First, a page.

I don’t normally write personal posts, but with my SIBO treatment comes a lot of temporary change, both in fitness and my personal life, and I thought it was worth sharing.
About three months ago I was diagnosed with SIBO, which stands for small intestinal bacterial overgrowth. This digestive disorder is marked by a variety of symptoms that appear when bacteria from your colon gets misplaced and lands in your small intestine—not where it belongs.
This can lead to severe bloating, potential protein deficiency, and poor absorption of nutrients.
There are many reasons for why this can happen to any person, including low stomach acid, IBS, Celiac disease, organ system dysfunction, and chronic stress. For me, it was a mix of these, one of the most important factors being stress and anxiety.
[ctt template=”4″ link=”5f7p9″ via=”no” ]SIBO Treatment Starts Today—And A Lot is About to Change #SIBO #BeatSIBO[/ctt]
I didn’t know right away that this was the problem. I’ve been experiencing painful bloating and a variety of other digestive symptoms for nearly two years. It wasn’t until I sought out a naturopath, recommended by a friend, that we realized SIBO was the perfect storm brewing inside of me.
The path to beating SIBO will be challenging—it comes with a severe diet change, a rigorous supplement plan, and stress-free living. The idea, in very simply terms, is to knock out all the bacteria and build it back up properly.
The treatment is broken up into two main phases.
- Phase 1: I’ll be taking two aggressive antibiotics, three times a day, for two weeks. While my diet can remain the same (I already eat somewhat similar to the upcoming protocol), I have to cut out alcohol. The antibiotics may also cause symptoms such as nausea, which is of course, never pleasant.
- Phase 2: After the two weeks of antibiotics I immediately start my SIBO diet, which lasts for five weeks. I will have to continue with no alcohol, but can still have black coffee, luckily.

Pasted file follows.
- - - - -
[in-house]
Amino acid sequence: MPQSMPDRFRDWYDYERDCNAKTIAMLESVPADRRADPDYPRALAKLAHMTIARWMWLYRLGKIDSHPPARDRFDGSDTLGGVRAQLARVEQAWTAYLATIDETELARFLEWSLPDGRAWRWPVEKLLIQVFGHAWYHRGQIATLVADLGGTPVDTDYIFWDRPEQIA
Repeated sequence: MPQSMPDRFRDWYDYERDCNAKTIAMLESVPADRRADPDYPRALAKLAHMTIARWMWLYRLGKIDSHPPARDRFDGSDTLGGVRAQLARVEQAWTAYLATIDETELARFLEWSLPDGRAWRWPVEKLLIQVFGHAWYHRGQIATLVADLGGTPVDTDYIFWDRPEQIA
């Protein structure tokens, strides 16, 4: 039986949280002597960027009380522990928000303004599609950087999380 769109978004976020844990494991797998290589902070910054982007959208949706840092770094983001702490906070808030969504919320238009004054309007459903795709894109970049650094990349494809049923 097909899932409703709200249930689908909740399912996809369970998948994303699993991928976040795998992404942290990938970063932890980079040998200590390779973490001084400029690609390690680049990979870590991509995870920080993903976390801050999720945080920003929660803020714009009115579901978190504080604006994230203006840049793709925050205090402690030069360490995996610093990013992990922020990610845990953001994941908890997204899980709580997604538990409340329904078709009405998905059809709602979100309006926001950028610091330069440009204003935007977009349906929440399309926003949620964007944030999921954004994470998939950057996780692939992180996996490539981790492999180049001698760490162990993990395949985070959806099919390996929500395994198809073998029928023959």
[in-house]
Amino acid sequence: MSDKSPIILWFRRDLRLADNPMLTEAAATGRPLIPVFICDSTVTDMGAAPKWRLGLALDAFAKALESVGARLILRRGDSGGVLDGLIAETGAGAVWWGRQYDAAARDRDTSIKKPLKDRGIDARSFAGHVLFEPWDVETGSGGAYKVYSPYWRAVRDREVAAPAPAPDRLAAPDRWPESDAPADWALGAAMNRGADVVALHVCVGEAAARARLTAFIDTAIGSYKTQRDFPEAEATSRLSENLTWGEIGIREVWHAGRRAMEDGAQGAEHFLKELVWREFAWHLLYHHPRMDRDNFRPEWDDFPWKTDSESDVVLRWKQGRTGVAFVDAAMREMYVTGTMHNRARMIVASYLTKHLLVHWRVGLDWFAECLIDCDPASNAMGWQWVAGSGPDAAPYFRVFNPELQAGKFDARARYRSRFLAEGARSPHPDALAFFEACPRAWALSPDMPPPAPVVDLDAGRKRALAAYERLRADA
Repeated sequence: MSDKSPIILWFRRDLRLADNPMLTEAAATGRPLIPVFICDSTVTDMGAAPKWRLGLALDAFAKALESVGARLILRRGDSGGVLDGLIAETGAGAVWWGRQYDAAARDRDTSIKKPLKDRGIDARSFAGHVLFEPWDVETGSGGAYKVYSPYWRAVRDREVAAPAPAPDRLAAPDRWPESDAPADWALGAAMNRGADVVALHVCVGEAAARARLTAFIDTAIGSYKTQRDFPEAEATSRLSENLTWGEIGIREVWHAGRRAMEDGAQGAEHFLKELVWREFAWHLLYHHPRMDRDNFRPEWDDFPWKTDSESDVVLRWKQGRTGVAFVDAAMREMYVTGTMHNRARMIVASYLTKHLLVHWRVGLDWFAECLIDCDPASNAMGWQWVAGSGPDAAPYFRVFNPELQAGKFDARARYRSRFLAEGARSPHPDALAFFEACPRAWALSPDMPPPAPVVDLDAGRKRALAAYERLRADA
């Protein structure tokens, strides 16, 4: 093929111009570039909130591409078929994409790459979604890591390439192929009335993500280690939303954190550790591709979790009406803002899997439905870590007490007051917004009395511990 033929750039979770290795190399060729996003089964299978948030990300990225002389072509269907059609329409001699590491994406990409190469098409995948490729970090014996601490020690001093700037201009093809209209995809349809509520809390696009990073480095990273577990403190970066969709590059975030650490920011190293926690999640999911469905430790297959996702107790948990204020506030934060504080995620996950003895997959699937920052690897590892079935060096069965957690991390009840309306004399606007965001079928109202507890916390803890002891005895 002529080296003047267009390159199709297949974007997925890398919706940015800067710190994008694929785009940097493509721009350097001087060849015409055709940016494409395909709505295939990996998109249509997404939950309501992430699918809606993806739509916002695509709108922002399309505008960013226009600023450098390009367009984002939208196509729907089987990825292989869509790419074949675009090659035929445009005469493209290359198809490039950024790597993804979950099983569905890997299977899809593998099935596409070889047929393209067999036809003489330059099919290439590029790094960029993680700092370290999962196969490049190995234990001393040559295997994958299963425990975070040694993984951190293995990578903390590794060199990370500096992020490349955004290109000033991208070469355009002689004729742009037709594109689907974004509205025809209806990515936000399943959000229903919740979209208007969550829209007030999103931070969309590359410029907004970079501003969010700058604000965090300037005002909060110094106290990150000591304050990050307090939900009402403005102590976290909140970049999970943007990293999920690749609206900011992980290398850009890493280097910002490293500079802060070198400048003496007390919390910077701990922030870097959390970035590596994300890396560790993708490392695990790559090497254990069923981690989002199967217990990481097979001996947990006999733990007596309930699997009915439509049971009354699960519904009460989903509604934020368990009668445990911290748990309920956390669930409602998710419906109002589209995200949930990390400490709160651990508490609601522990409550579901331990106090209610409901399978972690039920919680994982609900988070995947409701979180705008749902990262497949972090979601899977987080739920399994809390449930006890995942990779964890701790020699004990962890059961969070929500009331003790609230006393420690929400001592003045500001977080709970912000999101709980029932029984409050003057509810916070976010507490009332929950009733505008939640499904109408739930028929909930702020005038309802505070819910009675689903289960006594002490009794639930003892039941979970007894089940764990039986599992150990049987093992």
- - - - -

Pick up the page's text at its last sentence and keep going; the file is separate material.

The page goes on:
During the entire process, relaxation is of utmost importance. As such, I’ll have to reduce my cardio and HIIT workouts, with a focus on yoga, strength training, road biking and walking. As a personal trainer, it’s hard to feel restricted in what I can do in terms of fitness. I’ve learned over the last year, however, that I need to respect what my body needs. In this case, it needs gentle movement, and that’s what I’ll give it.
After Phase 2 is finished, I re-test for SIBO and stay on the diet until the results are returned and analyzed. If I test negative, that’s ideal. In which case, I’ll still be on a restrictive diet and taking a variety of supplements, but can slowly start adding some foods back in.
If I test positive, I will likely not continue with treatment. With such a restrictive diet and timeframe between eating, it’s nearly impossible to eat out or even at a friend’s house, which is of course very limiting. This is also why I waited to start after being diagnosed back in October—both of my naturopaths strongly recommended waiting for a time when I would have minimal obligations or plans. In March, with summer coming (In San Diego, summer starts early!), it will be too much for me to stay on for another five weeks.
I’m working with two top SIBO experts, both of whom have gone through the treatment themselves. The hope is that I test negative and continue working toward rebuilding so it will never come back again.
If you experience any of the symptoms above, I recommend seeing a naturopath and doing a SIBO test. It affects many people that are never diagnosed and simply live with these uncomfortable digestive issues their whole lives. Because it’s not recognized by western medicine, it’s also not something your primary care doctor can advise about or test for.
6 Signs SIBO Might be the Root Cause of Your IBS – Note that I don’t recommend self-diagnosing and following any specific diet without the recommendation and guidance of a naturopath.
10 Signs You Have Small Intestinal Bacterial Overgrowth – I have seven of these.
SIBO – What Causes It and Why It’s Hard to Treat – Great informational overview.
@BeatSIBO – The twitter account for my friend’s new website. She’s undergone SIBO treatment a few times now and is also battling Candida.